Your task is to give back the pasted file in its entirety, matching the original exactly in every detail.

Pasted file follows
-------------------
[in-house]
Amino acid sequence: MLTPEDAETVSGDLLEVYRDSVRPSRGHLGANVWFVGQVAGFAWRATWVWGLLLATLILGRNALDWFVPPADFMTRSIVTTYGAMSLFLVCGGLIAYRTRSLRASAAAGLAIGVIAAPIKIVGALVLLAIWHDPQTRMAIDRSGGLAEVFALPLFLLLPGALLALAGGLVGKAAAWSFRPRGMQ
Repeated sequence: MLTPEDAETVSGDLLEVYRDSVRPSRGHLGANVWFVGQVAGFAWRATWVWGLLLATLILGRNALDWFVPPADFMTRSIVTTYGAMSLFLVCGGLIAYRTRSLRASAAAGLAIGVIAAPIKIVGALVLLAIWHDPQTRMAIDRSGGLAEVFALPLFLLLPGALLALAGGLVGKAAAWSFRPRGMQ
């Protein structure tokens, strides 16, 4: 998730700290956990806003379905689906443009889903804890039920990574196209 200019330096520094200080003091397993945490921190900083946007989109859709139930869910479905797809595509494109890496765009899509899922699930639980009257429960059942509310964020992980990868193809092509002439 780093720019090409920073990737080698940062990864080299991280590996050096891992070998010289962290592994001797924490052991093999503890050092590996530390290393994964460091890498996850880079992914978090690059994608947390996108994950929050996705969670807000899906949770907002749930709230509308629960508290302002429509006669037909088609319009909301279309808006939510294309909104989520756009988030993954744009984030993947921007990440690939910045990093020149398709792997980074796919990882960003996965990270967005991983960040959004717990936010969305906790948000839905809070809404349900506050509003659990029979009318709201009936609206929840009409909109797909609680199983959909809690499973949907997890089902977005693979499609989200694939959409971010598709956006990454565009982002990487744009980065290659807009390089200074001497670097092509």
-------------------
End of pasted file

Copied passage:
[in-house]
Amino acid sequence: MLTPEDAETVSGDLLEVYRDSVRPSRGHLGANVWFVGQVAGFAWRATWVWGLLLATLILGRNALDWFVPPADFMTRSIVTTYGAMSLFLVCGGLIAYRTRSLRASAAAGLAIGVIAAPIKIVGALVLLAIWHDPQTRMAIDRSGGLAEVFALPLFLLLPGALLALAGGLVGKAAAWSFRPRGMQ
Repeated sequence: MLTPEDAETVSGDLLEVYRDSVRPSRGHLGANVWFVGQVAGFAWRATWVWGLLLATLILGRNALDWFVPPADFMTRSIVTTYGAMSLFLVCGGLIAYRTRSLRASAAAGLAIGVIAAPIKIVGALVLLAIWHDPQTRMAIDRSGGLAEVFALPLFLLLPGALLALAGGLVGKAAAWSFRPRGMQ
């Protein structure tokens, strides 16, 4: 998730700290956990806003379905689906443009889903804890039920990574196209 200019330096520094200080003091397993945490921190900083946007989109859709139930869910479905797809595509494109890496765009899509899922699930639980009257429960059942509310964020992980990868193809092509002439 780093720019090409920073990737080698940062990864080299991280590996050096891992070998010289962290592994001797924490052991093999503890050092590996530390290393994964460091890498996850880079992914978090690059994608947390996108994950929050996705969670807000899906949770907002749930709230509308629960508290302002429509006669037909088609319009909301279309808006939510294309909104989520756009988030993954744009984030993947921007990440690939910045990093020149398709792997980074796919990882960003996965990270967005991983960040959004717990936010969305906790948000839905809070809404349900506050509003659990029979009318709201009936609206929840009409909109797909609680199983959909809690499973949907997890089902977005693979499609989200694939959409971010598709956006990454565009982002990487744009980065290659807009390089200074001497670097092509």